Is that necessarily a bad thing?
Oh That Crypto
Not everybody was thrilled when the Staples Center in Los Angeles was renamed the “Crypto.com Arena.”
And that’s especially true for a group of people who have had a deep connection with the term “crypto” for eons — cryptographers.
“‘Crypto’ for decades has been used as shorthand and as a prefix for things related to cryptography,” Amie Stepanovich, executive director of Silicon Flatirons Center at the University of Colorado Law School, told The Guardian. “In fact, in the term cryptocurrency, the prefix crypto refers back to cryptography.”
Confusing the two concepts could end in disaster, especially in regards to “legislators and regulators who are not always subject matter experts in these areas, even if they are charged with overseeing them,” Stepanovich told the paper.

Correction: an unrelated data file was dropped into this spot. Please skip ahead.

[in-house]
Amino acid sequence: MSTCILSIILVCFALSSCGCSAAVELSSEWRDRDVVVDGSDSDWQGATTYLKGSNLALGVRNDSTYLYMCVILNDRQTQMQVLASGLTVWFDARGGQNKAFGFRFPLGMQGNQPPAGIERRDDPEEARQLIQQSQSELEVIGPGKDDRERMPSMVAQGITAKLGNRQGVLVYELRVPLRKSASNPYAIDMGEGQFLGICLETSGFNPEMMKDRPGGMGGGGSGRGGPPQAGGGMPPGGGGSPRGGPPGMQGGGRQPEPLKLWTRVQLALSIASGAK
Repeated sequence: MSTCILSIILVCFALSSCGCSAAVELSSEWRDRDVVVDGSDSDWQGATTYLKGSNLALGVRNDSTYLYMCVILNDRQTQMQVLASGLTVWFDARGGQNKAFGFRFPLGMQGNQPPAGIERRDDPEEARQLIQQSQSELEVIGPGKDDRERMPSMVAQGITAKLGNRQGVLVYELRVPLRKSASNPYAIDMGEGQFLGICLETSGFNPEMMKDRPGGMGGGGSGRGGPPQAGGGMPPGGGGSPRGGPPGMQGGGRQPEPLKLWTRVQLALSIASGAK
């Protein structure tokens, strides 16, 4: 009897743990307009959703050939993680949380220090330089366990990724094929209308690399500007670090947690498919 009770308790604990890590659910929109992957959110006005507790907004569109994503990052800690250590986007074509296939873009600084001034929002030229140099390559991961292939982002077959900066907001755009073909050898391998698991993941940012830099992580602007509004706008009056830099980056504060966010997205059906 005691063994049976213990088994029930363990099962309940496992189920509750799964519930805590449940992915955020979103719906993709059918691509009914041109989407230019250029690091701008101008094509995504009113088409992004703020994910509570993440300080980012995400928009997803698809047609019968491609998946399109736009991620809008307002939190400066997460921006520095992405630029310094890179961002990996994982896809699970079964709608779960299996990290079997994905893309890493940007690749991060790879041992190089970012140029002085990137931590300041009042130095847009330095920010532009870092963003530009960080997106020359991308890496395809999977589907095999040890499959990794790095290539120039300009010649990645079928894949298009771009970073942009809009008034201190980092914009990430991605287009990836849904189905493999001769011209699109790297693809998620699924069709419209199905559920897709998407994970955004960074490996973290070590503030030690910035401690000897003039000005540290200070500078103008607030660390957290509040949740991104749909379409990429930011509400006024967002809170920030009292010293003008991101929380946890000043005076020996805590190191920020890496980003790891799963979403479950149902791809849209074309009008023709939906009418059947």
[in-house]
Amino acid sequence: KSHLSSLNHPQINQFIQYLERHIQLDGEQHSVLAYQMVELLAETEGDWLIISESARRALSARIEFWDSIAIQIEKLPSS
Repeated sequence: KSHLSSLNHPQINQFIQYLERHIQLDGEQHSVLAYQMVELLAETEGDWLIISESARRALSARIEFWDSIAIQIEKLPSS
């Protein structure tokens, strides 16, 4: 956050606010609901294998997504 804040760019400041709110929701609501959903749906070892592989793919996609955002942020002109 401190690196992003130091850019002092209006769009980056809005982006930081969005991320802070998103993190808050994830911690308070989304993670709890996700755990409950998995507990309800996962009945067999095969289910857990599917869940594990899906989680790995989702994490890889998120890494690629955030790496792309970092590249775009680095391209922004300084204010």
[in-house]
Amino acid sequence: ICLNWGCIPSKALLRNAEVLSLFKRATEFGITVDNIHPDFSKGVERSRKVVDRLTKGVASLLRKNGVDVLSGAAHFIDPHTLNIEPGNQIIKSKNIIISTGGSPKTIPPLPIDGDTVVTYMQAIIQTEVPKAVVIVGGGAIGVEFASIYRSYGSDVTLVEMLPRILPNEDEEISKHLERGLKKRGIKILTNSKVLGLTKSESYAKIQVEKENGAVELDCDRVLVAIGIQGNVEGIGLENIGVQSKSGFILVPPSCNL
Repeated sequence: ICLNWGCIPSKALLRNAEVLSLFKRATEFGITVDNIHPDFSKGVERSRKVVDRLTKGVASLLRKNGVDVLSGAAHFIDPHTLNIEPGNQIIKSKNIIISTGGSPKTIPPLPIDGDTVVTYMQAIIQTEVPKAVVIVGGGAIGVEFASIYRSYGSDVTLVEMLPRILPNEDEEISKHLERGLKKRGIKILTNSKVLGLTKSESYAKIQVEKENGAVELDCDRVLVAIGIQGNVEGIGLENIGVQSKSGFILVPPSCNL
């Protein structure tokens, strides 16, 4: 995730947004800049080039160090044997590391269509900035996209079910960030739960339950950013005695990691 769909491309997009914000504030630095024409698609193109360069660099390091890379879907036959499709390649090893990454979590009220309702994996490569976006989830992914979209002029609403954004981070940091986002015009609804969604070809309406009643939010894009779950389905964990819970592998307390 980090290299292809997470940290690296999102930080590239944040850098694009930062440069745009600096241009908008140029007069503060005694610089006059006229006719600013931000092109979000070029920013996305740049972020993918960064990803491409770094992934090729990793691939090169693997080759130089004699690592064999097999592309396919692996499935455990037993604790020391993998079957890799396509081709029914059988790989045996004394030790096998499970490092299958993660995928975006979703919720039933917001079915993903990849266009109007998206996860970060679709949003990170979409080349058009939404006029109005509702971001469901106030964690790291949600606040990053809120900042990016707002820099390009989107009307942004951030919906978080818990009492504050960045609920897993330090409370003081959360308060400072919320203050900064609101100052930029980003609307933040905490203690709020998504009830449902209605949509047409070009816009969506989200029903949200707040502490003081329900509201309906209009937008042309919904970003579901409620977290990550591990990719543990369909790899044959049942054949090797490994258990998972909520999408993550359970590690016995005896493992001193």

The movement has even spawned cryptographers wearing T-shirts that say “Crypto: it means ‘cryptography.’”
Have cryptographers already lost the fight, as Vice argued in a recent piece? Given the rising momentum of cryptocurrencies, it’s starting to look that way.
But whether the confusion has any negative consequences beyond bruised egos is unclear.
After all, alongside the rise of cryptocurrencies, cryptography is also more important than ever today. From ensuring the safety of personal data to protecting trade secrets and the advent of quantum computing, cryptographers are more in demand than they’ve ever been.
READ MORE: Cryptographers are not happy with how you’re using the word ‘crypto’ [The Guardian]
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